Jerry Sandusky Scandal

Penn State in crisis roundup: Community responds to events

Five alumni are leading an effort to raise $500,000 by the end of today’s game against Nebraska for the Rape, Abuse and Incest National Network. As of midnight Friday, they’d raised more than $211,000, according to one of the organizers, Jerry Needel.

“It’s a grassroots alumni effort,” Needel said. “As a fan of both of the university and the football program, I just got really frustrated sitting around watching this happen — seeing Penn State’s reputation dragged through mud, watching this happening to the victims — so I wanted do something to help.”

Former Penn State running back Evan Royster and ESPN reporter Erin Andrews have tweeted about it, and the group’s donation page,, has been featured on national media outlets including CNN and ABC.

“The whole goal is to put the focus on conversation back where it should be, which is on the victims, and make sure this kind of thing that happened at Penn State never happens again here or anywhere,” Needel said.

Moody’s Investors Services announced Friday that is placing Penn State’s Aa1 revenue bond rating on review for possible downgrade as it assess credit risks stemming from the sexual abuse scandal.

In light of the criminal charges against former assistant football coach Jerry Sandusky and two senior university officials, as well as the dismissal of President Graham Spanier and head coach Joe Paterno, Moody’s said it will, over the next several months, evaluate the “potential scope of reputational and financial risk” that arises from these events.

“We will monitor possible emerging risks emanating from potential lawsuits/settlements, weaker student demand, declines in philanthropic support, changes in state relationship and significant management or governance changes,” it said in a news release.

Joe Paterno has retained a Washington, D.C. lawyer and, at his lawyer’s direction, will make no further public statements, according to a news release issued by his son, Scott Paterno, Friday.

He has retained J. Sedwick “Wick” Sollers, managing partner of the Washington, D.C. office of King and Spalding. According to a biography on the firm’s web-site, Sollers experience includes defending accounting fraud cases, grand jury practice, internal corporate investigations, federal criminal trials and appeals and general civil litigation. “Like everyone who has watched this story unfold, my father is experiencing a range of powerful emotions. He is absolutely distraught over what happened to the children and their families. He also wants very much to speak publicly and answer questions,” Scott Paterno’s statement read.

“At this stage, however, he has no choice but to be patient and defer to the legal process. He cooperated fully with the Grand Jury, and he will continue to cooperate with the investigation as we move forward.”

U.S. Rep. Glenn Thompson, R-Howard, sent a letter Friday to the White House withdrawing his support for the recommendation that Paterno be awarded the Presidential Medal of Freedom.

“Due to the tragic events that surround The Pennsylvania State University, it is with a heavy heart that I respectfully withdraw my support for Mr. Paterno’s nomination,” he said in the letter. “As a proud Penn State alumnus, I believe the nomination at this time only serves as a distraction from the most important issue — supporting the victims, their families and our community.”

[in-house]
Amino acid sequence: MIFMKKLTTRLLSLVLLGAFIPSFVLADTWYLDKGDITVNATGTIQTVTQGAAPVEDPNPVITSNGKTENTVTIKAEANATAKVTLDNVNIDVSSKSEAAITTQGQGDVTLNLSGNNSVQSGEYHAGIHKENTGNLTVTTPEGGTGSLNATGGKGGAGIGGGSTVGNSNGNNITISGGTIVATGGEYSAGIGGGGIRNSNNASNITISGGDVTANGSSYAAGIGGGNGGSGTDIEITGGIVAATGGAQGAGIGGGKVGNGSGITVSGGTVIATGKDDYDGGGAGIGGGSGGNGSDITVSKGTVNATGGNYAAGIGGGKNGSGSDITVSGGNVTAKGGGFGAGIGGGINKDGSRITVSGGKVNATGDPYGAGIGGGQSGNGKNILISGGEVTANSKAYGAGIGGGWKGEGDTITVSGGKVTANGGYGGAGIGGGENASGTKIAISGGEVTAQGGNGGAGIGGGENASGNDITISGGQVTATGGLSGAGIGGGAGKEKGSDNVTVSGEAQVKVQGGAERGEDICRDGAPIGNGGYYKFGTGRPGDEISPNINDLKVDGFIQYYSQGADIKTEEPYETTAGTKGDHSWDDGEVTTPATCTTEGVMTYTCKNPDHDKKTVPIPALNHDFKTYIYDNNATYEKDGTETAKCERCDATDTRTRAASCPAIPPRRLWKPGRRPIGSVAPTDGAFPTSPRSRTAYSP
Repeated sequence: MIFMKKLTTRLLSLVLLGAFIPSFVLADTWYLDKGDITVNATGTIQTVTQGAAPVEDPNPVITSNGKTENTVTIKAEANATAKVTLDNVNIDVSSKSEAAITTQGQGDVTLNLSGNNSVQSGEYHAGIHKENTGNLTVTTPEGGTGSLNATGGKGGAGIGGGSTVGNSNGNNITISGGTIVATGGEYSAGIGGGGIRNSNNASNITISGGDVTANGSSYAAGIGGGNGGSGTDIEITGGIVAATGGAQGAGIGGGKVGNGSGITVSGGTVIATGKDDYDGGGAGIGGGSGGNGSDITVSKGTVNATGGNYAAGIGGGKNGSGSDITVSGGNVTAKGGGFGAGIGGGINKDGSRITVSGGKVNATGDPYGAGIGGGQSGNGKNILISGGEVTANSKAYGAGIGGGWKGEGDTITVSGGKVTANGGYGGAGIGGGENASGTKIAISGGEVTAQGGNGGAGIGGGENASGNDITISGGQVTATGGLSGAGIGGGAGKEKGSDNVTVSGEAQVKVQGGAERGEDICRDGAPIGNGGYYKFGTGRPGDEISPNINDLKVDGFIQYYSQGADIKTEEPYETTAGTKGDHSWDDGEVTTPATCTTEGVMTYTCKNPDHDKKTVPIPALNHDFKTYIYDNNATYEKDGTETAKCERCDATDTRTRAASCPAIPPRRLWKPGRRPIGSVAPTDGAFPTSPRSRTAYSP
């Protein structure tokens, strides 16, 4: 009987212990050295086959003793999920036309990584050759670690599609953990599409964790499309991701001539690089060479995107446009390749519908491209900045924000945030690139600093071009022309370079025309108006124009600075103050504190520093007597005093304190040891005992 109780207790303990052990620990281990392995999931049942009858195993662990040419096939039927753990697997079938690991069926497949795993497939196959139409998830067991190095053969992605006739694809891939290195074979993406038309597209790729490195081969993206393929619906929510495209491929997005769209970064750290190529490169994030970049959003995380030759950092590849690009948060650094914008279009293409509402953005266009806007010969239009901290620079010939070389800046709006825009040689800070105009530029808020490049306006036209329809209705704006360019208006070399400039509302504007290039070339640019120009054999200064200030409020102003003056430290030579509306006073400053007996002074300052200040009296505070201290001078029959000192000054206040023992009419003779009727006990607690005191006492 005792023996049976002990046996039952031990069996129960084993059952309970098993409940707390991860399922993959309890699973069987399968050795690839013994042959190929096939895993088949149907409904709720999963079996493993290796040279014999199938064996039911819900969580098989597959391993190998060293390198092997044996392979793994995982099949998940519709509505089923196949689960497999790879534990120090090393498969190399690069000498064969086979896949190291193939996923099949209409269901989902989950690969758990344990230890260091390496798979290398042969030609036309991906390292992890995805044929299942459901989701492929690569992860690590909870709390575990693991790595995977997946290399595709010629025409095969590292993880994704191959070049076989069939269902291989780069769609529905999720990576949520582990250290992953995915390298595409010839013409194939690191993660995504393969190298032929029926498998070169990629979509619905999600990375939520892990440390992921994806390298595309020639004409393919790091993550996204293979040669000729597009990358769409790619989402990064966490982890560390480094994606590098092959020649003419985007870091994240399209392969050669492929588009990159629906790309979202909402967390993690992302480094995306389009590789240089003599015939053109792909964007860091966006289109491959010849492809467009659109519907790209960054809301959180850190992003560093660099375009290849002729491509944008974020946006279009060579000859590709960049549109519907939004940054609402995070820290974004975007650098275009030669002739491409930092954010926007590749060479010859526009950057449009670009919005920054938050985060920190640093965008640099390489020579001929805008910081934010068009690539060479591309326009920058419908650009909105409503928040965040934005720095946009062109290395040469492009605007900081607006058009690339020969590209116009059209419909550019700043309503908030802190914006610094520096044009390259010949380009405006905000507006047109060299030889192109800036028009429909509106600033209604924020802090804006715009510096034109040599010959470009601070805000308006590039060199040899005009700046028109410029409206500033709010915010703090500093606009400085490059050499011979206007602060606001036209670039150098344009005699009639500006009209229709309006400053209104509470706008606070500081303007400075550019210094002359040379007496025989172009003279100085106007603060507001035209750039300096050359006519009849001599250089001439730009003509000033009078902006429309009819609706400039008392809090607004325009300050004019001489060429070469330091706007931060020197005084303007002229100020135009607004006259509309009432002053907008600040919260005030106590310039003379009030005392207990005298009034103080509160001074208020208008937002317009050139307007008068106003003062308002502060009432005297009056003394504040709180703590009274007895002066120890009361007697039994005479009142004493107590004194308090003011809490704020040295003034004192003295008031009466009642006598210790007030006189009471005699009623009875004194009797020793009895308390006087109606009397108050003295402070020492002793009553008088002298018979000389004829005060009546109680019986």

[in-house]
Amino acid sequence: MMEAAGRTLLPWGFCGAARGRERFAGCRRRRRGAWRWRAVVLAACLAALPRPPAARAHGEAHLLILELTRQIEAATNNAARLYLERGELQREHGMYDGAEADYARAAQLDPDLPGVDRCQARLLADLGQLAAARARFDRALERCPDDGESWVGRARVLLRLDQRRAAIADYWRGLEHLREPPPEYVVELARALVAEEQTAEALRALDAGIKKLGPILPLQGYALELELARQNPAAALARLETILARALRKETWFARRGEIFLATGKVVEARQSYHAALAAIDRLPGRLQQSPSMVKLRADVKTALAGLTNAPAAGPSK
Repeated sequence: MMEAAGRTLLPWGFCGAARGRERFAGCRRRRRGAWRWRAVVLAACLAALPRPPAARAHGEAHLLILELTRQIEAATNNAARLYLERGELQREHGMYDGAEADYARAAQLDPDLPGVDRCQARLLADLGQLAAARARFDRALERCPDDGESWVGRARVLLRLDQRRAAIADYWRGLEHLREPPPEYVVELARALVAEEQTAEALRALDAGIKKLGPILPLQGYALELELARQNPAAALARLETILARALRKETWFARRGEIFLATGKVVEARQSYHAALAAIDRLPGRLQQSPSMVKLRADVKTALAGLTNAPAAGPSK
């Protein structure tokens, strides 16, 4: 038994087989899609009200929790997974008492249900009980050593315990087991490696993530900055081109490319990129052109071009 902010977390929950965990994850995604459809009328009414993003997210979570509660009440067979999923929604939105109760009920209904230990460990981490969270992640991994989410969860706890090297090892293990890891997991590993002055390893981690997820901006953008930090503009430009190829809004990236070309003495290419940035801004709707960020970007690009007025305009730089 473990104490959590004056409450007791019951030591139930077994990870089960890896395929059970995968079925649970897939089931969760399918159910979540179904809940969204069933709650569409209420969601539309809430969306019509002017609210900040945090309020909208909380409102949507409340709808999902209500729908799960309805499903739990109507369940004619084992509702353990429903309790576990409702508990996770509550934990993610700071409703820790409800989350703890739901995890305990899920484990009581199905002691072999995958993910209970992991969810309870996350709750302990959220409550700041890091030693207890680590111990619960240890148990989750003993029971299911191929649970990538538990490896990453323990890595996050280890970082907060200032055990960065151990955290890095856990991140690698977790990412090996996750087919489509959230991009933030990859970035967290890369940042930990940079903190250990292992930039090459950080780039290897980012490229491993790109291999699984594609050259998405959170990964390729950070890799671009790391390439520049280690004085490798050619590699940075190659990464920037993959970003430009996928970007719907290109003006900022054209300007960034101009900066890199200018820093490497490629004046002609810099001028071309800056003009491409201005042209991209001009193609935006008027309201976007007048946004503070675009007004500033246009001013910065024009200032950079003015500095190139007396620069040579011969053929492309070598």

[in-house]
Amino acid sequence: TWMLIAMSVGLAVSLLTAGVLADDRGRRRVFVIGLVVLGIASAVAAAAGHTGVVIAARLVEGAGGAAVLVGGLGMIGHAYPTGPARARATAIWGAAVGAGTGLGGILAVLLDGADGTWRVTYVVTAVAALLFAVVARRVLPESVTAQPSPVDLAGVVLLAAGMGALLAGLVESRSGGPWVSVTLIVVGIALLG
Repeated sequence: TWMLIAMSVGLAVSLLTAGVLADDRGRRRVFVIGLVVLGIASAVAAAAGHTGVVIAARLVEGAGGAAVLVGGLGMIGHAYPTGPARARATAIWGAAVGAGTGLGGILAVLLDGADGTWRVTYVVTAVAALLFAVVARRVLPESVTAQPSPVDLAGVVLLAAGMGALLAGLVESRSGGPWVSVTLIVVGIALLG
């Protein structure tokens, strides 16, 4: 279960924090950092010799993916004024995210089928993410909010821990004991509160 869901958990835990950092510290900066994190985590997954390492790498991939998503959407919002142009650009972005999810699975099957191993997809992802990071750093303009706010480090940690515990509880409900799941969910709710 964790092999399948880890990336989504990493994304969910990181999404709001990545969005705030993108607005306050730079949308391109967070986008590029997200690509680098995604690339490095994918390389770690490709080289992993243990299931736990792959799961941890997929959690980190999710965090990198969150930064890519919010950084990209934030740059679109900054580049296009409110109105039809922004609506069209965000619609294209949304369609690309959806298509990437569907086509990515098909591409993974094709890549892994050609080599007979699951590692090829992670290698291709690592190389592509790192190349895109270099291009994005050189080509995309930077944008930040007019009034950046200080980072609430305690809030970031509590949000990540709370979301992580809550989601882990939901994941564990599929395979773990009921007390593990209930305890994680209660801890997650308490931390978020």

The organizers of Paternoville, the village of students living in tents that has sprung up before most home games since 2005, say they plan to maintain the Paternoville name through the final game of the season. At this time, they said, there are no plans to change the name.

“Events are happening swiftly throughout the Penn State community and our focus is on cheering on our fellow students — the Penn State football players, especially the graduating seniors — against Nebraska tomorrow in Beaver Stadium,” organizers said in a news release.

They also paid tribute to Paterno in their news release: “Thanks, Coach Paterno. For us, it has been a privilege to have a front row seat to some of the greatest games and memories in Penn State football history.”

The pastor at St. Paul’s United Methodist Church in State College said the church is providing succor to Jerry Sandusky, a longtime congregation member.

“We’re obviously aware of the charges against Jerry — it’s a very public thing,” said the Rev. G. Edwin Zeiders. “But St. Paul’s had an action plan in place with regard to any of our congregrants facing difficulty like this. The Action Plan is available to anyone who needs our help, and I’m not aware that we’re doing more for Jerry than anyone else, but we are being quite attentive to him.”

Zeiders said a special prayer group has been formed, to pray both for Sandusky and for the entire community.

“More than anything for the victims themselves,” he said.

Zieders said he was working to put together a larger prayer service Tuesday evening. More details will be forthcoming once the event is organized.

The Associated Press reported that Brown University is reviewing an athletics award named for ousted football coach Joe Paterno, who graduated from the Ivy League school in 1950.

University spokeswoman Marisa Quinn said the school is “reviewing the matter to consider how best to address it.” She declined to elaborate. The Joe Paterno ’50 Award is presented annually to an “outstanding” first-year varsity male athlete.

Art Joukowsky, chairman of the Brown University Sports Foundation that raises money to support athletics, told The Associated Press, that he doesn’t want the school to abandon Paterno.

“Loyalty means a great deal,” said Joukowsky, who is also Brown’s chancellor emeritus. “You don’t just cut it off because something goes wrong.”

He said Paterno is not a “guilty party,” but acknowledged “he should have followed up.”